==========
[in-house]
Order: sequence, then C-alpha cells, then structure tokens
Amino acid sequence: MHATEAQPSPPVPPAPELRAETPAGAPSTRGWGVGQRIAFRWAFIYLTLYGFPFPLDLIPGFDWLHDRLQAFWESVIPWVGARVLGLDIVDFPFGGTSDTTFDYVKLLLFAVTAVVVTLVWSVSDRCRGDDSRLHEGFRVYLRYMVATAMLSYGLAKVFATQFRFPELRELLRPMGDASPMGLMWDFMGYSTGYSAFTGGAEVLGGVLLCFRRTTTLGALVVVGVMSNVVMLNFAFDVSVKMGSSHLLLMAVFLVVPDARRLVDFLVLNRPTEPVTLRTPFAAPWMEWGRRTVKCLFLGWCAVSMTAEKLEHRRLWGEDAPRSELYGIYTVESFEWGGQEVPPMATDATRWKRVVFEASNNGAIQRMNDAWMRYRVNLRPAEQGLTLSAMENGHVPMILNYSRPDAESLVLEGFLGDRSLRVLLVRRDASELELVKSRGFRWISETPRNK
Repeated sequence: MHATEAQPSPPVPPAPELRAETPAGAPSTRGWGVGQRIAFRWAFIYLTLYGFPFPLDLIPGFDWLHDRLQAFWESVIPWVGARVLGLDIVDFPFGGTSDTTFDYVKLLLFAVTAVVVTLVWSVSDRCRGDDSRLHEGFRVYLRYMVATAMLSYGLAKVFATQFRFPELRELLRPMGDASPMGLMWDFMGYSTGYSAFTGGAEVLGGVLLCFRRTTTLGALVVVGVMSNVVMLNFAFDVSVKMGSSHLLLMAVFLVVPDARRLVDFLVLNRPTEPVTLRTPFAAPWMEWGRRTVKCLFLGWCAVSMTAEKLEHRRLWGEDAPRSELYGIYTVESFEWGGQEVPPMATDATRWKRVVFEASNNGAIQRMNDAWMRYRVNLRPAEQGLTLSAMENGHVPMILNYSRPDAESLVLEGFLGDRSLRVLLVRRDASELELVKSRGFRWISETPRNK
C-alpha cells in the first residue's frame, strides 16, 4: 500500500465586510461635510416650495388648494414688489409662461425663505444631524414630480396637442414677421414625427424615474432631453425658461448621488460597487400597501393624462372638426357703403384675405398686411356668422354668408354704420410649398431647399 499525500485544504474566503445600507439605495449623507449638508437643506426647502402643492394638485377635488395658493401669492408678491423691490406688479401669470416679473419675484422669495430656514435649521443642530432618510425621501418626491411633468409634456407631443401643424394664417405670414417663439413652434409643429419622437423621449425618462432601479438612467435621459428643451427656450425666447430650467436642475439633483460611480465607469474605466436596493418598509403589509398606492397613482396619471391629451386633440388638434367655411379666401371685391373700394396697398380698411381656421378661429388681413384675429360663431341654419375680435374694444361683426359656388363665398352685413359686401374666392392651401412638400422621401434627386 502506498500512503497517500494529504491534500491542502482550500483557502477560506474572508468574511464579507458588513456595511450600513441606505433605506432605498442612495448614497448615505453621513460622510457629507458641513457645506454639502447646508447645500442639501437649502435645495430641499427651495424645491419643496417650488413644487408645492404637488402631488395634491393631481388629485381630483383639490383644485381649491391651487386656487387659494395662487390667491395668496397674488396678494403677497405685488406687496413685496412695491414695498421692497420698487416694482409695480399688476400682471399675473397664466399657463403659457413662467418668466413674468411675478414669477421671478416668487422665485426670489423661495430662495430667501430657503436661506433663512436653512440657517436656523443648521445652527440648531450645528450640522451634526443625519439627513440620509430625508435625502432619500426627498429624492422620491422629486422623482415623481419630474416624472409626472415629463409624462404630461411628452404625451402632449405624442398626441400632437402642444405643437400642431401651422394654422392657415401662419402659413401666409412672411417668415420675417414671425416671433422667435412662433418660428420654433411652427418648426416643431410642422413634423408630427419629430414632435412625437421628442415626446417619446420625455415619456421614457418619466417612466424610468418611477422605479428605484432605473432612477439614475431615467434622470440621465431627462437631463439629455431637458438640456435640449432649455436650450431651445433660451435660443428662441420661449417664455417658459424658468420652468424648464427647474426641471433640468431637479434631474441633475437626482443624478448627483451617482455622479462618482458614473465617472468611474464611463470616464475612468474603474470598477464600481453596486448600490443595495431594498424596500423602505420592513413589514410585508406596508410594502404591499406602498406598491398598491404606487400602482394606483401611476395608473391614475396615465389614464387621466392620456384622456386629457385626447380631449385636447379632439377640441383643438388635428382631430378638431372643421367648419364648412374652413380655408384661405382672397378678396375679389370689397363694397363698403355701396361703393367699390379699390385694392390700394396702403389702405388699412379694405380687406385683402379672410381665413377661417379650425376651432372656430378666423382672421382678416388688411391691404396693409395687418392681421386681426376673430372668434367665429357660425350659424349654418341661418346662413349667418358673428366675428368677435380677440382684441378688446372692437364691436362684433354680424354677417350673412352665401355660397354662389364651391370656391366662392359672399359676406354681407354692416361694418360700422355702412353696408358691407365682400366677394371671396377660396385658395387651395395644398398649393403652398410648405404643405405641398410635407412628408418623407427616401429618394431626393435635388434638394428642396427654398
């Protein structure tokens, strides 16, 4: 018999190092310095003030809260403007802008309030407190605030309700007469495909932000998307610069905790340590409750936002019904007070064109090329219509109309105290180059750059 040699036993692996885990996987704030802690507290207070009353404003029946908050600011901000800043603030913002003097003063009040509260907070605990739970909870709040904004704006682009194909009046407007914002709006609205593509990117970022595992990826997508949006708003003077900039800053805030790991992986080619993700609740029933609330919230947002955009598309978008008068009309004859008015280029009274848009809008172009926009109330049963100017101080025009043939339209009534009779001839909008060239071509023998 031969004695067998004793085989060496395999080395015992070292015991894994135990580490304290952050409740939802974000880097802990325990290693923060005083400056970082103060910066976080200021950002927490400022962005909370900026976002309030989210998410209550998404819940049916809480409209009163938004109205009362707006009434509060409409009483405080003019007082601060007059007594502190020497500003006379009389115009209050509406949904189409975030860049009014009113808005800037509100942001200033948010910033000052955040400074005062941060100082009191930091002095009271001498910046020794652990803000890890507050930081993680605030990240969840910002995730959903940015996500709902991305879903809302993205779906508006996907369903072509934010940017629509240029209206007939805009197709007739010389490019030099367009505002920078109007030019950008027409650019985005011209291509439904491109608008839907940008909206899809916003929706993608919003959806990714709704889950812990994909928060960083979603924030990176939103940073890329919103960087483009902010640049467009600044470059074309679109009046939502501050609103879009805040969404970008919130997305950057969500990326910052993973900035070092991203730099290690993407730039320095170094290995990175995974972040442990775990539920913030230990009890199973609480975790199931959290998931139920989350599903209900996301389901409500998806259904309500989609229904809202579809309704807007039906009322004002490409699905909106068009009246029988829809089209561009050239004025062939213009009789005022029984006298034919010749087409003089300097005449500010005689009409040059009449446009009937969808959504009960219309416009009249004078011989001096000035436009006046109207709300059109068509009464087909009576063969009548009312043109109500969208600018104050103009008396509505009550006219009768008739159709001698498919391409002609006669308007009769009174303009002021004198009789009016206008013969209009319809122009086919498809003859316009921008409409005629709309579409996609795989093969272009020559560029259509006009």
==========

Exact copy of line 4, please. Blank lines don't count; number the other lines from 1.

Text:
Repeated sequence: MHATEAQPSPPVPPAPELRAETPAGAPSTRGWGVGQRIAFRWAFIYLTLYGFPFPLDLIPGFDWLHDRLQAFWESVIPWVGARVLGLDIVDFPFGGTSDTTFDYVKLLLFAVTAVVVTLVWSVSDRCRGDDSRLHEGFRVYLRYMVATAMLSYGLAKVFATQFRFPELRELLRPMGDASPMGLMWDFMGYSTGYSAFTGGAEVLGGVLLCFRRTTTLGALVVVGVMSNVVMLNFAFDVSVKMGSSHLLLMAVFLVVPDARRLVDFLVLNRPTEPVTLRTPFAAPWMEWGRRTVKCLFLGWCAVSMTAEKLEHRRLWGEDAPRSELYGIYTVESFEWGGQEVPPMATDATRWKRVVFEASNNGAIQRMNDAWMRYRVNLRPAEQGLTLSAMENGHVPMILNYSRPDAESLVLEGFLGDRSLRVLLVRRDASELELVKSRGFRWISETPRNK